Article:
Merrill Lynch's recently announced joint venture with China's Huaan Securities again raises the question of why global banks are rushing into an opaque, poorly regulated market with declining valuations and a severe corporate governance problem. A market so lousy that China's best companies prefer to list offshore. And why are these giants cutting joint venture deals when the pool of potential partners is so shallow?
The same questions were asked when earlier entrants including Goldman Sachs and Daiwa moved in, and the basic answer is the same: the huge potential of the China equity markets just cannot be ignored.
China's markets, like its state enterprises, are in rough shape – both Shanghai and Shenzhen hit six-year lows in February.
But there is a growing universe of private sector Chinese companies needing capital, and the state banks are gradually cleaning themselves up and getting serious about managing risk (underscored by China's recent endorsement of Basel II). The China Securities Regulatory Commission (CSRC) is also showing signs of being more proactive on market regulation.
Underwriting to do
With this in the background it is easy to see there could be lots of underwriting down the road. But even in the shorter term, there is still hay to be made – precisely because the markets and so many companies are on the floor. There are opportunities in M&A, opportunities in helping companies list offshore, opportunities across the whole restructuring spectrum. China, after all, adds up to the world's biggest restructuring project.
Asked for his explanation, Barry Livett, a director at the EU-China Financial Services Cooperation Project in Beijing, said: "They're betting on a growing private sector going to list."
International institutions, he added, are also looking to snare business as Chinese firms accelerate overseas buying activity. And like everyone else for the last two years, global banks have been waiting for the kickoff of Beijing's Qualified Domestic Institutional Investor (QDII) program, which should see a flood of cash go offshore – all of which will require advisory and other services.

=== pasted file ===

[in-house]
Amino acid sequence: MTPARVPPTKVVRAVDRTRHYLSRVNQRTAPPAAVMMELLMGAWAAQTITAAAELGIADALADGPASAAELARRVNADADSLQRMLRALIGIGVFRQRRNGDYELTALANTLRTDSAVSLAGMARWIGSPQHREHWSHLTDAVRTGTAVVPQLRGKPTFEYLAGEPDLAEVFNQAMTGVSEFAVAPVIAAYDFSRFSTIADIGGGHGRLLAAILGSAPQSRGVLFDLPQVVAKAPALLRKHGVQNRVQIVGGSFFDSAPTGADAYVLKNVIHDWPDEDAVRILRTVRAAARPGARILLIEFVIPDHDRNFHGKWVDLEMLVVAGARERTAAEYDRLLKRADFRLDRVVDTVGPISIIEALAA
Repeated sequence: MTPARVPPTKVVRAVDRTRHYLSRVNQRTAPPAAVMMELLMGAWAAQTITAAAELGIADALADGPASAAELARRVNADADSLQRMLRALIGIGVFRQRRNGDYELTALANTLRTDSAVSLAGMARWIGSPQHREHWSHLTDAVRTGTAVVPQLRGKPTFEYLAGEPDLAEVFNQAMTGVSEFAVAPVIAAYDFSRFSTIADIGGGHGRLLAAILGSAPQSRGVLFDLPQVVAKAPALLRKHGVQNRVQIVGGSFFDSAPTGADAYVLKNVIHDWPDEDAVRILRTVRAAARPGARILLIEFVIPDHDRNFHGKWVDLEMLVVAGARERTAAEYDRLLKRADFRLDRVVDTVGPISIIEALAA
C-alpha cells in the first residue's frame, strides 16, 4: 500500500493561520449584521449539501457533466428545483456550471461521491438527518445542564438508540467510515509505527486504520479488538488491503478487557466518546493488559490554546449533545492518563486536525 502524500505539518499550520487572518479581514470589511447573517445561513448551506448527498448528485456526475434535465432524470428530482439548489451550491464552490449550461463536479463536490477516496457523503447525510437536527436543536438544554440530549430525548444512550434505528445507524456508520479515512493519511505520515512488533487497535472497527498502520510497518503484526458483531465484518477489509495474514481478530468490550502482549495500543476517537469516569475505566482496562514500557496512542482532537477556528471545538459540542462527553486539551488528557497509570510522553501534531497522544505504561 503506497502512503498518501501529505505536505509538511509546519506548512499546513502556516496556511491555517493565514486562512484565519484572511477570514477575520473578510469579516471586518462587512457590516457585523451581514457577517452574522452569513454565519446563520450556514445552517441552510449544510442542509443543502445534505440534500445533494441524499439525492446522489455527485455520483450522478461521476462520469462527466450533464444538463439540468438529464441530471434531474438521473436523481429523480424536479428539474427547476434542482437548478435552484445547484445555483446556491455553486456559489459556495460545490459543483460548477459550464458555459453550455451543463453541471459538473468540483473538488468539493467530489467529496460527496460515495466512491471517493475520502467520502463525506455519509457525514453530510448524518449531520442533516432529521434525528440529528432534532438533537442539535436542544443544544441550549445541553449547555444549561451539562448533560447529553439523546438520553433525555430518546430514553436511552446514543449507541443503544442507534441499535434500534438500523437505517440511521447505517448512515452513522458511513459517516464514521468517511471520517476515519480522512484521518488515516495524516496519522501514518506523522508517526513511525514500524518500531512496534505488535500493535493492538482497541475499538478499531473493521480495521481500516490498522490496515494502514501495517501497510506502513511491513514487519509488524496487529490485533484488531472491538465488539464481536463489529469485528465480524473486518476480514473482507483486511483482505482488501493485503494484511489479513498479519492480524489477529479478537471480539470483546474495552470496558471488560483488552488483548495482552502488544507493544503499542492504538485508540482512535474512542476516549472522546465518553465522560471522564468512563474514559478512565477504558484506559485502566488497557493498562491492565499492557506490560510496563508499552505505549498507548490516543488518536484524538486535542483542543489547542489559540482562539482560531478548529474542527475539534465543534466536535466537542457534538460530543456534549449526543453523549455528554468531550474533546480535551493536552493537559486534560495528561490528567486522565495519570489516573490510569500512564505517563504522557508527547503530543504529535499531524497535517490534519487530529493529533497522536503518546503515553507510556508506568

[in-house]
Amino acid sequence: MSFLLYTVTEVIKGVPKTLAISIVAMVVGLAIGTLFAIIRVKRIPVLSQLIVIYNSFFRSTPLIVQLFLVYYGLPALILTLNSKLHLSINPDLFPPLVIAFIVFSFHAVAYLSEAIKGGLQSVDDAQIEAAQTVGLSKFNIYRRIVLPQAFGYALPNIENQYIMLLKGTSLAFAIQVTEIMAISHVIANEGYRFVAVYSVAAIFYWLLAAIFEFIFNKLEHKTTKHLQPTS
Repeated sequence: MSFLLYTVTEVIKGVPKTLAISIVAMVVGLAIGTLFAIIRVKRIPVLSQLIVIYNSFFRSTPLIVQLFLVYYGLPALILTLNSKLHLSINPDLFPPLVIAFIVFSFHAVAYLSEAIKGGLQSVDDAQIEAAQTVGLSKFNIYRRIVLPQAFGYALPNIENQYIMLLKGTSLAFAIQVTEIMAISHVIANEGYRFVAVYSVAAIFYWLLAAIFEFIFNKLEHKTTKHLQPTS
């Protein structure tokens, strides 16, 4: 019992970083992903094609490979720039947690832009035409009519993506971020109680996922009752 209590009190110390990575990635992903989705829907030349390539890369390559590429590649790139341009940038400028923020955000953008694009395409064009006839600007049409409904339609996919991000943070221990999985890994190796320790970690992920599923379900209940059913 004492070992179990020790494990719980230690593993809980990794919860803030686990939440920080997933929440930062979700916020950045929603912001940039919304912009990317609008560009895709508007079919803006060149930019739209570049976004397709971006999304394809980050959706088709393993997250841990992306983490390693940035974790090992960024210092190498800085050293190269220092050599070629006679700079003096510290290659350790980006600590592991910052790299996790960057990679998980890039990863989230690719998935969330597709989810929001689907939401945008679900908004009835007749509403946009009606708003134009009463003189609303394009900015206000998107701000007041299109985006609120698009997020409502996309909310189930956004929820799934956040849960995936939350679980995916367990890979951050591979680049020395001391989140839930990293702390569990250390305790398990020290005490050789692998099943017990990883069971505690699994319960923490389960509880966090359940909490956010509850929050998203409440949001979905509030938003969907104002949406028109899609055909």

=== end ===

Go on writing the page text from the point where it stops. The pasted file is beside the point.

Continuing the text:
The only firm thing to say about China's partner pool is that it is getting smaller and poorer, thanks to closures and mergers on the back of continuing. One estimate suggests 800-odd firms lost US$1.2bn last year – as against US$120m in 2003.
None of this deterred Goldman Sachs, which spent US$190m acquiring 33% of a joint venture with Gaohua Securities last year, that stake being the maximum allowed.
In 2002, Japan's Daiwa Securities hooked up with Shanghai International Group to establish Shanghai Daiwa SMBC-SIG Investment Consulting. BNP Paribas joined up with Wuhan-based Changjiang Securities Corp and appliance-maker Haier group.
But the prize for taking the long-term view has to go to Morgan Stanley. It did not wait for China's entry into the World Trade Organization to get moving. Back in 1995, it formed China International Capital Corp (CICC) with the Construction Bank of China, and business rolled in. Among its bigger claims to fame was China Telecom's US$1. 52m IPO for which it was lead manager.
Buying stakes in Chinese securities companies shows global firms are ready to wait out the market's difficulties, said a mainland executive with a European joint venture. "Merrill and the others will look for returns through restructuring and consolidation of this market. The Chinese financial market is very attractive now for global investors – we saw the same maturing process in Japan and in other emerging Asian countries."
Gloom and zoom
The gloom and doom can be overplayed. Euro Project's Livett says corporate governance with China listed companies is improving, which will eventually help revive Mainland investor interest.
"There's been sterling work by regulators to raise the bar. Regulations have made it easier for securities firms to raise money from the market," he said, citing the China Securities Regulatory Commission's (CSRC) decision last year to reduce restrictions on securities firms issuing bonds.
The greater involvement of foreign investment banks also helps to raise the bar. "Global investment bankers like Goldman Sachs and Merrill Lynch are strong in management and risk control compared to domestic peers," said another banker.
And although Chinese players have a long way to go to catch up with the savvier foreigners, Livett said consolidations could yet produce some serious competition.
"China has a tendency to create national champions and that's what it may do here," he said. Among possible contenders he cites are the asset management firms set up to absorb bad debts from the state banks.
But they had better get a move on. Lehman Brothers, Credit Suisse First Boston and others are reportedly seeking local partners too.